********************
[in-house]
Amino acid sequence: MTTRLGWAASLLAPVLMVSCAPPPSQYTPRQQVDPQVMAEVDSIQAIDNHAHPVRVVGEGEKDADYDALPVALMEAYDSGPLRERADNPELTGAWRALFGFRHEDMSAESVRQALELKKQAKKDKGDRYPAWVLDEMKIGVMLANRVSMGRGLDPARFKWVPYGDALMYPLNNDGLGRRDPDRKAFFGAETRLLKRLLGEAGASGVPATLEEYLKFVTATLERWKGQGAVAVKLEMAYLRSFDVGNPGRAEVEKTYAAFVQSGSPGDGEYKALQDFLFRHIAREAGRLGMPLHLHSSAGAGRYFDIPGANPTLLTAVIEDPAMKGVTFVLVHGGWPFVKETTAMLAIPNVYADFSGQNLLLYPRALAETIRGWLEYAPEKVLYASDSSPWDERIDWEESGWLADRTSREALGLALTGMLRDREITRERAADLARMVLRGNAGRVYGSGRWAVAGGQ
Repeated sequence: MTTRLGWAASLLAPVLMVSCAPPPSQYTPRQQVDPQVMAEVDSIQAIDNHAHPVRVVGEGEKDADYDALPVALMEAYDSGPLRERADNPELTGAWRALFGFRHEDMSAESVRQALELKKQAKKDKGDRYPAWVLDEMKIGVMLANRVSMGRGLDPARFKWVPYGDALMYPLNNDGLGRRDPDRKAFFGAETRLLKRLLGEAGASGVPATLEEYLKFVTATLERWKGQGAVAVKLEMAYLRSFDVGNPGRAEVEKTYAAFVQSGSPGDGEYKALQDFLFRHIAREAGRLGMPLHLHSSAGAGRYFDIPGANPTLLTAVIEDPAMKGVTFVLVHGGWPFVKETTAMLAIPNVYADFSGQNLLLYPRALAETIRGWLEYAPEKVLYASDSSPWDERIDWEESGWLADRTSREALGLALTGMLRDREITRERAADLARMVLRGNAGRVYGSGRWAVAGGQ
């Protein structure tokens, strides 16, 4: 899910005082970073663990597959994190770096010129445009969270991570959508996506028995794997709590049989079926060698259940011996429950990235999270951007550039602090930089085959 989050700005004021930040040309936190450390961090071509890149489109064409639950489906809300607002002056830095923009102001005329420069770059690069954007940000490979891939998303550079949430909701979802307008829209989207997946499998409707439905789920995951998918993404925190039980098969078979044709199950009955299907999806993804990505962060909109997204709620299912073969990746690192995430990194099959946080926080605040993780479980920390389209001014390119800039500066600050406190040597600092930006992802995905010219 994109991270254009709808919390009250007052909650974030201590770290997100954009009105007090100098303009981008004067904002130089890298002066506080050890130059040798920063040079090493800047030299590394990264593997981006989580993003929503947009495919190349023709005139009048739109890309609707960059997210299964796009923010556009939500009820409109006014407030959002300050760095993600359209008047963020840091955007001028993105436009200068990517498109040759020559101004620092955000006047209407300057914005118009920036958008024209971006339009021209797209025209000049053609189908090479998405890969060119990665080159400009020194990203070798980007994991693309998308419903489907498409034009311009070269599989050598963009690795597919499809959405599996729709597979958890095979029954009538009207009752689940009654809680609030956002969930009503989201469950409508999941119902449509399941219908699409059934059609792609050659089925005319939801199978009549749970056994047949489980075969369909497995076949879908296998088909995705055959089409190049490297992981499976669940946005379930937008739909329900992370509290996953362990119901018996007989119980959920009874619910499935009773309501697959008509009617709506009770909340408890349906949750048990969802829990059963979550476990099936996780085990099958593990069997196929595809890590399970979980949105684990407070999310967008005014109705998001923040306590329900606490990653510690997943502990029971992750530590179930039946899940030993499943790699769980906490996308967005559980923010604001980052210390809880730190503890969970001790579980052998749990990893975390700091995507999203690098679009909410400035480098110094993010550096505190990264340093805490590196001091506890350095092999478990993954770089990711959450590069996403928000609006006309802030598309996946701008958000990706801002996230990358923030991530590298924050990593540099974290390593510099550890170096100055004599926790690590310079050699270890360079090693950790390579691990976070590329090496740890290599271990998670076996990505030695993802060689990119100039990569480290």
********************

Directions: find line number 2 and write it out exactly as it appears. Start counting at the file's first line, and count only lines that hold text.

Amino acid sequence: MTTRLGWAASLLAPVLMVSCAPPPSQYTPRQQVDPQVMAEVDSIQAIDNHAHPVRVVGEGEKDADYDALPVALMEAYDSGPLRERADNPELTGAWRALFGFRHEDMSAESVRQALELKKQAKKDKGDRYPAWVLDEMKIGVMLANRVSMGRGLDPARFKWVPYGDALMYPLNNDGLGRRDPDRKAFFGAETRLLKRLLGEAGASGVPATLEEYLKFVTATLERWKGQGAVAVKLEMAYLRSFDVGNPGRAEVEKTYAAFVQSGSPGDGEYKALQDFLFRHIAREAGRLGMPLHLHSSAGAGRYFDIPGANPTLLTAVIEDPAMKGVTFVLVHGGWPFVKETTAMLAIPNVYADFSGQNLLLYPRALAETIRGWLEYAPEKVLYASDSSPWDERIDWEESGWLADRTSREALGLALTGMLRDREITRERAADLARMVLRGNAGRVYGSGRWAVAGGQ